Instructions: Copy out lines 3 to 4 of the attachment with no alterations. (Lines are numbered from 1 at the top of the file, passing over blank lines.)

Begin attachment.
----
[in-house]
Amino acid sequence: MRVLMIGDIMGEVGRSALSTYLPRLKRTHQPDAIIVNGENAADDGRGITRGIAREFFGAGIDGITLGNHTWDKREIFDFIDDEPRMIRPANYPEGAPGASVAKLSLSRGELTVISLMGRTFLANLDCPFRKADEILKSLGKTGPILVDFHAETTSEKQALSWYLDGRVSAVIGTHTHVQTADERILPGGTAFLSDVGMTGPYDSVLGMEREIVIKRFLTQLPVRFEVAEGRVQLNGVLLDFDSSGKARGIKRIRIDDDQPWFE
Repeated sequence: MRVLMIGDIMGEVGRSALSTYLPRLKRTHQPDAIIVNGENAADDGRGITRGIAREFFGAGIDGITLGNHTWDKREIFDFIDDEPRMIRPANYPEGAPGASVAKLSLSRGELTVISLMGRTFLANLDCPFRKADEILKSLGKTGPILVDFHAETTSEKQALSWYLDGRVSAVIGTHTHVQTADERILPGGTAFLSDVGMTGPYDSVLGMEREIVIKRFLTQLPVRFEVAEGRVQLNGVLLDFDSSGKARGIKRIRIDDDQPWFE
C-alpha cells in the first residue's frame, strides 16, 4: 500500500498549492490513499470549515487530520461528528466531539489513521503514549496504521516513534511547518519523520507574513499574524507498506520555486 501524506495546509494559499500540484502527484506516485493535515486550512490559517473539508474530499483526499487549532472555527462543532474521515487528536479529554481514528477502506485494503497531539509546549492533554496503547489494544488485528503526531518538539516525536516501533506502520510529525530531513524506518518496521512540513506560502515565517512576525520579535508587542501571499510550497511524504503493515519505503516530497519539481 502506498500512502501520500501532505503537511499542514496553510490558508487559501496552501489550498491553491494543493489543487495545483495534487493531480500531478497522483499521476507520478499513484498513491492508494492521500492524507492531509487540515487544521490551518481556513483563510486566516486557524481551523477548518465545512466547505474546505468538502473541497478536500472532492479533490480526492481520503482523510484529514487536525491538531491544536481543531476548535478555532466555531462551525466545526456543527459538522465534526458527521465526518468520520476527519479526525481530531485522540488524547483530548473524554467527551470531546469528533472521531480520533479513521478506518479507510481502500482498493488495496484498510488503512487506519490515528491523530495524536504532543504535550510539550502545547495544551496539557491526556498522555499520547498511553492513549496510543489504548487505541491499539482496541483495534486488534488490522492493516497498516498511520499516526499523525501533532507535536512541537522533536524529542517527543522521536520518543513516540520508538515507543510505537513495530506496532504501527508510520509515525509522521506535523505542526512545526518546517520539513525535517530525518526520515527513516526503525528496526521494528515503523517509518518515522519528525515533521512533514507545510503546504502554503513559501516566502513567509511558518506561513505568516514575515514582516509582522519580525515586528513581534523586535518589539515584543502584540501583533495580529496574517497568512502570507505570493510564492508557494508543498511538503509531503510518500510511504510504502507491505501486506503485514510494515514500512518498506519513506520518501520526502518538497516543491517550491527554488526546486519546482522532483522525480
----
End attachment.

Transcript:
Repeated sequence: MRVLMIGDIMGEVGRSALSTYLPRLKRTHQPDAIIVNGENAADDGRGITRGIAREFFGAGIDGITLGNHTWDKREIFDFIDDEPRMIRPANYPEGAPGASVAKLSLSRGELTVISLMGRTFLANLDCPFRKADEILKSLGKTGPILVDFHAETTSEKQALSWYLDGRVSAVIGTHTHVQTADERILPGGTAFLSDVGMTGPYDSVLGMEREIVIKRFLTQLPVRFEVAEGRVQLNGVLLDFDSSGKARGIKRIRIDDDQPWFE
C-alpha cells in the first residue's frame, strides 16, 4: 500500500498549492490513499470549515487530520461528528466531539489513521503514549496504521516513534511547518519523520507574513499574524507498506520555486 501524506495546509494559499500540484502527484506516485493535515486550512490559517473539508474530499483526499487549532472555527462543532474521515487528536479529554481514528477502506485494503497531539509546549492533554496503547489494544488485528503526531518538539516525536516501533506502520510529525530531513524506518518496521512540513506560502515565517512576525520579535508587542501571499510550497511524504503493515519505503516530497519539481 502506498500512502501520500501532505503537511499542514496553510490558508487559501496552501489550498491553491494543493489543487495545483495534487493531480500531478497522483499521476507520478499513484498513491492508494492521500492524507492531509487540515487544521490551518481556513483563510486566516486557524481551523477548518465545512466547505474546505468538502473541497478536500472532492479533490480526492481520503482523510484529514487536525491538531491544536481543531476548535478555532466555531462551525466545526456543527459538522465534526458527521465526518468520520476527519479526525481530531485522540488524547483530548473524554467527551470531546469528533472521531480520533479513521478506518479507510481502500482498493488495496484498510488503512487506519490515528491523530495524536504532543504535550510539550502545547495544551496539557491526556498522555499520547498511553492513549496510543489504548487505541491499539482496541483495534486488534488490522492493516497498516498511520499516526499523525501533532507535536512541537522533536524529542517527543522521536520518543513516540520508538515507543510505537513495530506496532504501527508510520509515525509522521506535523505542526512545526518546517520539513525535517530525518526520515527513516526503525528496526521494528515503523517509518518515522519528525515533521512533514507545510503546504502554503513559501516566502513567509511558518506561513505568516514575515514582516509582522519580525515586528513581534523586535518589539515584543502584540501583533495580529496574517497568512502570507505570493510564492508557494508543498511538503509531503510518500510511504510504502507491505501486506503485514510494515514500512518498506519513506520518501520526502518538497516543491517550491527554488526546486519546482522532483522525480